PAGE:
Here are some of the things we've been eating in the past week or two...

Clockwise from top left: Parmesan, parsley & paprika biscuits // Pea pancakes // Chocolate shortbread // Banana & blueberry bread

Parmesan, Parsley & Paprika biscuits
These were based on the Parmesan biscuits recipe from this book. Although not the healthiest of snacks we needed a savoury snack to counteract the leftover Easter chocolate. I added parsley to the cookie dough, but if making again I'd probably increase the quantities of parsley & paprika for more of a flavour boost.



Pea pancakes with roasted tomatoes, houmous & homemade ketchup
This recipe was very pleasing for me. The pancakes were from a recipe in this allotment cookbook and while we first had these a couple of weeks ago with roasted asparagus & feta there was enough mixture left over to freeze and use another day. Today was that day, and I enjoyed a delicious late brunch in the spring sunshine - the pancakes are delicious, and a great colour too!

Ben made the ketchup from a recipe found in this Hemsley & Hemsley book (a recommendation from Rachel) and it complimented the pancakes really well, especially when topped with lots of roasted seeds.

Chocolate shortbread
Ok, I know I said I was trying to be healthy and eat less sweet snacks, but this shortbread recipe is pretty low on sugar (let's not mention the butter) and I was making them to share with friends. Another one from the Cookie Magic book - it has a great variety of sweet & savoury biscuits!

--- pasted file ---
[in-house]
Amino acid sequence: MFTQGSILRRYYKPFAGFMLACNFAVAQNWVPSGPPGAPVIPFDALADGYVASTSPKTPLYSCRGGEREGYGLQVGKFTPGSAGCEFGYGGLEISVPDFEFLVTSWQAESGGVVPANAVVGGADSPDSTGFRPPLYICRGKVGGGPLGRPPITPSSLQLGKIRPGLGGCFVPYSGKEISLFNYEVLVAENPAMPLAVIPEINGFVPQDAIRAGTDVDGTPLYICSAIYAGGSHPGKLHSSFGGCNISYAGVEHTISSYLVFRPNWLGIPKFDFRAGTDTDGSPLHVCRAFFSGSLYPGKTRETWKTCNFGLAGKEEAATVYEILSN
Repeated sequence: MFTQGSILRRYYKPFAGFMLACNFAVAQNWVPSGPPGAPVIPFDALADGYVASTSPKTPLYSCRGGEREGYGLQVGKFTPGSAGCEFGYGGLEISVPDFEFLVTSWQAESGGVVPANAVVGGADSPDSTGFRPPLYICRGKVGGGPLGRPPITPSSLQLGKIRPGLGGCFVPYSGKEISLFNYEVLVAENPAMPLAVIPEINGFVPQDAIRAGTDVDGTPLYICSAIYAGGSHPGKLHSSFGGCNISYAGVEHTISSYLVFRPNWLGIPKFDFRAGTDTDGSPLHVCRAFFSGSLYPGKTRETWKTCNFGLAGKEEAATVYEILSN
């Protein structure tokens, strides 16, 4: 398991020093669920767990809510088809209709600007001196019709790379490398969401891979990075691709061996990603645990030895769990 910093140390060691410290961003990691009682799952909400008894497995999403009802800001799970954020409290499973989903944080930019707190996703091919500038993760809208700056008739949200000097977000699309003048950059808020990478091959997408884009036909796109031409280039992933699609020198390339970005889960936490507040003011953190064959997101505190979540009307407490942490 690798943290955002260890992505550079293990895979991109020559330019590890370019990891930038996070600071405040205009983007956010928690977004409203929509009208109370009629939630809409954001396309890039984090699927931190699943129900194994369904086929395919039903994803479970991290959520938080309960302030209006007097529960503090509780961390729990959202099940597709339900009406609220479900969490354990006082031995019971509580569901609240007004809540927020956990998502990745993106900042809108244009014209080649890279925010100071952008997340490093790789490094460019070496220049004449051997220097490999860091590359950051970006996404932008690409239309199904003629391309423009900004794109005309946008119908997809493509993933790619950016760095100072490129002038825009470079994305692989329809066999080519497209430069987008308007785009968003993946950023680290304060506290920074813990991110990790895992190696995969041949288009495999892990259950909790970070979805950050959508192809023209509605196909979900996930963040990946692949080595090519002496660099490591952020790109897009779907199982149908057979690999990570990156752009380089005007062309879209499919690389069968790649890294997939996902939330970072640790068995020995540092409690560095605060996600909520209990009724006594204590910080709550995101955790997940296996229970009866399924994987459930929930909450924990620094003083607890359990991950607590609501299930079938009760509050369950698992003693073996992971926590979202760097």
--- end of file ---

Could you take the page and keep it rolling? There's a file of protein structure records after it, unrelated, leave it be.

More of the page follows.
Hemsley & Hemsley banana bread (with added blueberries)
Another one from The Art of Eating Well - this gluten free loaf uses natural sweeteners (maple syrup) and will make a perfect early morning snack for us to take to work for the next few days. The temptation to reach for shop-bought cereal bars in the morning needs to be curbed.

I really like the texture and taste of this bread, and will definitely be making it again!


Other recipes cooked but lacking photos include:
  • Hemsley & Hemsley Asparagus & Pea Quinoa risotto with mint & parsley oil (turned into Quinoa risotto balls the following day)
  • Hemsley & Hemsley Feta & Black bean burgers (cooked by Ben and served with Courgette Fries & Homemade tomato ketchup)
  • River Cottage quinoa salad with courgettes & onions

I hope to share more soon. I'm enjoying spending my evenings browsing recipe books at the moment. Tonight, we eat macaroni peas!

Wednesday, 30 March 2016

let's cook: ravioli



Three cooking challenges in three months - we're doing really well this year! This one was a tough one too. We set ourselves the challenge of filled pasta, which actually involves a lot more thought than I first imagined.

First we had to decide on the form of pasta and the dough recipe, then we had to think of the filling, and finally decide on a sauce/accompaniment to serve with. A lot of elements to consider.

We both went for ravioli as you can see - mine is pictured on the left above, and my mum's is on the right.